* Library of Congress: http://blogs.loc.gov/loc/2013/01/update-on-the-twitter-archi...
* Twitter Data grants: https://blog.twitter.com/2014/introducing-twitter-data-grant...
I'll admit, I haven't applied for access through either one, but neither have I seen any papers cite access through those venues—and I read quite a few NLP + Twitter papers.
"Transfer of Data to the Library
In December, 2010, Twitter named a Colorado-based company, Gnip, as the delivery agent for moving data to the Library.
Shortly thereafter, the Library and Gnip began to agree on specifications and processes for the transfer of files - "current" tweets - on an ongoing basis.
In February 2011, transfer of "current" tweets was initiated and began with tweets from December 2010.
On February 28, 2012, the Library received the 2006-2010 archive through Gnip in three compressed files totaling 2.3 terabytes. When uncompressed the files total 20 terabytes. The files contained approximately 21 billion tweets, each with more than 50 accompanying metadata fields, such as place and description.
As of December 1, 2012,the Library has received more than 150 billion additional tweets and corresponding metadata, for a total including the 2006-2010 archive of approximately 170 billion tweets totaling 133.2 terabytes for two compressed copies."
I find the quantities hilarious.
But since they haven't been able to cope with providing access yet I get pessimistic about their prospects of doing so at all any time soon.
Can we do something to help them?
I've been thinking maybe GPU-accelerated databases like MapD, could mitigate the cost issue for them, but I'm pretty sure that doesn't go all the way to solving the problem...
EDIT: That's 11.5k tweets/sec. How do you get eleven thousand people to tweet every second?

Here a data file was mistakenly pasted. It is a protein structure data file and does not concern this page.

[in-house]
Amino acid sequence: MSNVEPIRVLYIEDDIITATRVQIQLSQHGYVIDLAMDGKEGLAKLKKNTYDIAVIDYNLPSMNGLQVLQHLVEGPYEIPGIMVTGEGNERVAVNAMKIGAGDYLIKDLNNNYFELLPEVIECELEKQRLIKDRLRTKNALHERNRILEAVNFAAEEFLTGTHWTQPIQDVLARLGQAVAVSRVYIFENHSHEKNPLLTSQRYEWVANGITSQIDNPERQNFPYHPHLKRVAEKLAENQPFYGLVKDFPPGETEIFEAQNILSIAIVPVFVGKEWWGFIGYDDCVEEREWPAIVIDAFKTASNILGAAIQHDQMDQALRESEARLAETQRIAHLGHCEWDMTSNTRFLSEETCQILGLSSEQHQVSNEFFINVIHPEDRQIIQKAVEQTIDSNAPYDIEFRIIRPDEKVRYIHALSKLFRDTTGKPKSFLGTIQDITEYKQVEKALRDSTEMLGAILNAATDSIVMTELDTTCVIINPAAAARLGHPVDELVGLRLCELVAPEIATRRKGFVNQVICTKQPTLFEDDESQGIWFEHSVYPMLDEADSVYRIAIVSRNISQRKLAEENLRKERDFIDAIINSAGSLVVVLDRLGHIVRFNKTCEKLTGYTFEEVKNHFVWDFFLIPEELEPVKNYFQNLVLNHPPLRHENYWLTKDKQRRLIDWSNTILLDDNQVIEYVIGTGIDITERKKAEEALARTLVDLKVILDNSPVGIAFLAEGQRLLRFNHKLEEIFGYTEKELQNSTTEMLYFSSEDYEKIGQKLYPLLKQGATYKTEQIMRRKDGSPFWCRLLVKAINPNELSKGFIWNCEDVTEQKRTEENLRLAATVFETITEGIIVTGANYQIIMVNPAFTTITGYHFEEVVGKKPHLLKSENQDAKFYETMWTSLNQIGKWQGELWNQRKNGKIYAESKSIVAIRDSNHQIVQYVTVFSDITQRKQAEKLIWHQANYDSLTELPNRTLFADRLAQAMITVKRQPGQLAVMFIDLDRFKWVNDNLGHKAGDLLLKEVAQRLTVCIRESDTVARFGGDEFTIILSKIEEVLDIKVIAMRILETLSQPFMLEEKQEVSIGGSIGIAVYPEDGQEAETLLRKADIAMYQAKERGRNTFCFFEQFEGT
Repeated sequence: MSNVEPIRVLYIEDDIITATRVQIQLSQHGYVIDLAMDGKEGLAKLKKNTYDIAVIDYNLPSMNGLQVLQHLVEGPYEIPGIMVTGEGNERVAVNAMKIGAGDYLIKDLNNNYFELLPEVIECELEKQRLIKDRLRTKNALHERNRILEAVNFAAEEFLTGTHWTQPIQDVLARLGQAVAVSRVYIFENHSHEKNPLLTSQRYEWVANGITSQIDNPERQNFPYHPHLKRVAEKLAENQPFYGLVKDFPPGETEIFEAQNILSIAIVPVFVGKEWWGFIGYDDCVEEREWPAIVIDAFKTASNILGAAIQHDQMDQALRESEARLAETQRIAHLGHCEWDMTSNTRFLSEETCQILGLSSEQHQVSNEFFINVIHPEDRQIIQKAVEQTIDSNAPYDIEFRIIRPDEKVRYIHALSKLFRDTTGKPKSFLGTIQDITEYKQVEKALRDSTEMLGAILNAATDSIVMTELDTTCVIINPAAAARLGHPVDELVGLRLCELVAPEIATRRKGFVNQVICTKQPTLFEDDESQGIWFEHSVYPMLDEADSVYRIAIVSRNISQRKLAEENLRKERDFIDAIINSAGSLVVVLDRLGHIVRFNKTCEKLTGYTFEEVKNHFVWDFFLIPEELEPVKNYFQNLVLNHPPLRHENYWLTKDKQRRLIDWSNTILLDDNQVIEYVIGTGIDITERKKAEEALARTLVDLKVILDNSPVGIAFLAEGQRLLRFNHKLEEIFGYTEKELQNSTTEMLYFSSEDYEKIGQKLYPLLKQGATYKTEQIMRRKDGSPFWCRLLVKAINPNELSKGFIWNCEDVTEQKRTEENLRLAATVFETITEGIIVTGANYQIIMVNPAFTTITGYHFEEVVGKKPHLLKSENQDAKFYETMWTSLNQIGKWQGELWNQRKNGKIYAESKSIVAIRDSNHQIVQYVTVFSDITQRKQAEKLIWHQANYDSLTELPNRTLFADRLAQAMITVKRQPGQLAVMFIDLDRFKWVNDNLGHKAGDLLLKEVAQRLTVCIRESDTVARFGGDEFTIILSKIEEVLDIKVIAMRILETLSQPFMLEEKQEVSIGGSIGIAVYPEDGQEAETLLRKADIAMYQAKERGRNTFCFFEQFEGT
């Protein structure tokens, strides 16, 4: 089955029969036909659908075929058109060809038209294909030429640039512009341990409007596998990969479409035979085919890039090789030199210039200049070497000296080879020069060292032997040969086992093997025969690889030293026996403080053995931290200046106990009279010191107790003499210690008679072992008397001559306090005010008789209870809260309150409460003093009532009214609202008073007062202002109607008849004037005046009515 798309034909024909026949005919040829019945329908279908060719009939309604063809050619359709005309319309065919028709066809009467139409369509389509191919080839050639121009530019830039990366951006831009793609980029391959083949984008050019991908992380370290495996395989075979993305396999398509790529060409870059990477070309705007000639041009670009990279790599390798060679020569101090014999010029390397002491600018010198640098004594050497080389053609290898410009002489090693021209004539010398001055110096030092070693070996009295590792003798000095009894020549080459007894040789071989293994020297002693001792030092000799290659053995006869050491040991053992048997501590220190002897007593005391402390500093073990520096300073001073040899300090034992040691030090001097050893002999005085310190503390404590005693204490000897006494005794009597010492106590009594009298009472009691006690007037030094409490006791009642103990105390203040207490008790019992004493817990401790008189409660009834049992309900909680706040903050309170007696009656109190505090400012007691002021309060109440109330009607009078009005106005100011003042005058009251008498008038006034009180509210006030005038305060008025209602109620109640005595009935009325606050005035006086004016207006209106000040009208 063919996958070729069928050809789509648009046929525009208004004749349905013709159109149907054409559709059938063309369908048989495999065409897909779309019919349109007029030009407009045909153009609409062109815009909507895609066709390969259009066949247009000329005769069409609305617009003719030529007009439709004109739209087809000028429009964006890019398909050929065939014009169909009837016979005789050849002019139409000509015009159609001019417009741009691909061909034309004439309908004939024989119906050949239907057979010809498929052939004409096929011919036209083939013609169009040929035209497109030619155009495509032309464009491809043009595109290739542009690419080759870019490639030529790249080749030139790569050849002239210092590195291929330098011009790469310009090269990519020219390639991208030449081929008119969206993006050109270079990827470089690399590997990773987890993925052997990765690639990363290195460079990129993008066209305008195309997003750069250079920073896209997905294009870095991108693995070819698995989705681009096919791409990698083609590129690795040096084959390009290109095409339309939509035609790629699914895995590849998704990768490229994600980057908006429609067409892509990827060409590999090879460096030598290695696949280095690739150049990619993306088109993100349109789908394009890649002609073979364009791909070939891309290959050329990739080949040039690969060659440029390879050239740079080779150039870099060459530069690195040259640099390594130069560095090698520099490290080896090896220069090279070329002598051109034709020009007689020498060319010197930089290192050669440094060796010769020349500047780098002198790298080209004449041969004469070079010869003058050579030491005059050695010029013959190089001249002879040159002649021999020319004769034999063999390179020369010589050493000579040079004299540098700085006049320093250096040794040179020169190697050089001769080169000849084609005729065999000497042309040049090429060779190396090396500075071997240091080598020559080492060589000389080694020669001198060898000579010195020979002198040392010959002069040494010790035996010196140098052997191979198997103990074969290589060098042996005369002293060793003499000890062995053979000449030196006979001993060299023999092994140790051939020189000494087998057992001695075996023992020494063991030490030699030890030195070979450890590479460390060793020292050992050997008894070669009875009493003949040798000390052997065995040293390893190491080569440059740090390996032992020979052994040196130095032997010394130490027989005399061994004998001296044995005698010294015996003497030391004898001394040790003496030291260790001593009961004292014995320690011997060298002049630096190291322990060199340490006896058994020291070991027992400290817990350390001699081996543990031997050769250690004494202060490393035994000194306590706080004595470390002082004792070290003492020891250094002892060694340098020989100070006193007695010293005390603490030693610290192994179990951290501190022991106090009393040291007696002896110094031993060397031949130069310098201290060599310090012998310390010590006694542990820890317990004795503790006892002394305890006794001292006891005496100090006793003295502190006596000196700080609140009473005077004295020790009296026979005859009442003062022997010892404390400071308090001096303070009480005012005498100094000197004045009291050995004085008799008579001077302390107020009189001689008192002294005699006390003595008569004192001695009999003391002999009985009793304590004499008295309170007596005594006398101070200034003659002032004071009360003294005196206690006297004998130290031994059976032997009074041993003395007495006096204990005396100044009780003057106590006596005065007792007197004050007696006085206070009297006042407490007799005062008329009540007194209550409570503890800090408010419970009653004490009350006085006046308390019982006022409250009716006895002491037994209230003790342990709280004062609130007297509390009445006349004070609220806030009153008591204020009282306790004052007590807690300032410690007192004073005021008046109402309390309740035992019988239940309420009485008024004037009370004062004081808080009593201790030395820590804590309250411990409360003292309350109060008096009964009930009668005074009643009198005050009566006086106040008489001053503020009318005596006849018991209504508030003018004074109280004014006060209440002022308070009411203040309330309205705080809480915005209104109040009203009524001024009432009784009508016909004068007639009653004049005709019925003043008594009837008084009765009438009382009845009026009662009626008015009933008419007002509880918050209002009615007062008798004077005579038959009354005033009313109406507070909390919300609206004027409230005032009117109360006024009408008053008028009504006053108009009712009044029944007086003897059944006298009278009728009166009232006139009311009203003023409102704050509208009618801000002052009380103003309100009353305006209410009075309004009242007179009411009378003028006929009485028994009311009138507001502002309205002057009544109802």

Also, tweets are limited to 140 characters, not bytes - chinese tweets typically take about 200-250 bytes, for example.
RX bytes:18053724505080 (16.4 TiB) TX bytes:2686623557042 (2.4 TiB)
It works out at around 70GB/day, so I'd actually think that the full firehose would use considerably more data than 400GB/day (likely closer to 800GB).
Well, they produce 100 GB of data _per second_
Welcome to the real big data world.
Edit: Never mind, this is what they are doing
"We would like to develop some kind of ‘google' brain where we can zoom in and out, see it from different perspectives and understand how brain structure and function is related."
Thousands of fake accounts are tweeting out nonsense all the time. Another example, there are multiple accounts that tweet items from HN (and presumably lots of other rss feeds).
I took a random tweet on my timeline, and the JSON representation, with added metadata, weighs 8740 bytes.
With this figure, you would "only" need 500 tweets/sec to get 400GB a day.
There's a lot of people on Twitter, and a lot of bots, so that doesn't seem unreasonable to me.
"Although a majority of tweets are public, if scientists want to freely search the lot, they do it through Twitter's application programming interface, which currently scours only 1 percent of the archive. But that is about to change: in February the company announced that it will make all its tweets, dating back to 2006, freely available to researchers."
On a more serious tone, there is one area of research that Twitter data is very valuable for: how information and disinformation is created and spread during major news events: wars, catastrophes, uprisings, school shootings etc.
My gut feeling is that today a lot of quality journalism happens outside of the traditional journalistic organisations. The downside is that also a lot of wild speculation and rumours are spread, but it would be valuable to see how good this modern "crowd" journalism is. A skilled research group can use Twitter data and Internet Archive to track down the original sources of information pretty well.
You never know unless you try.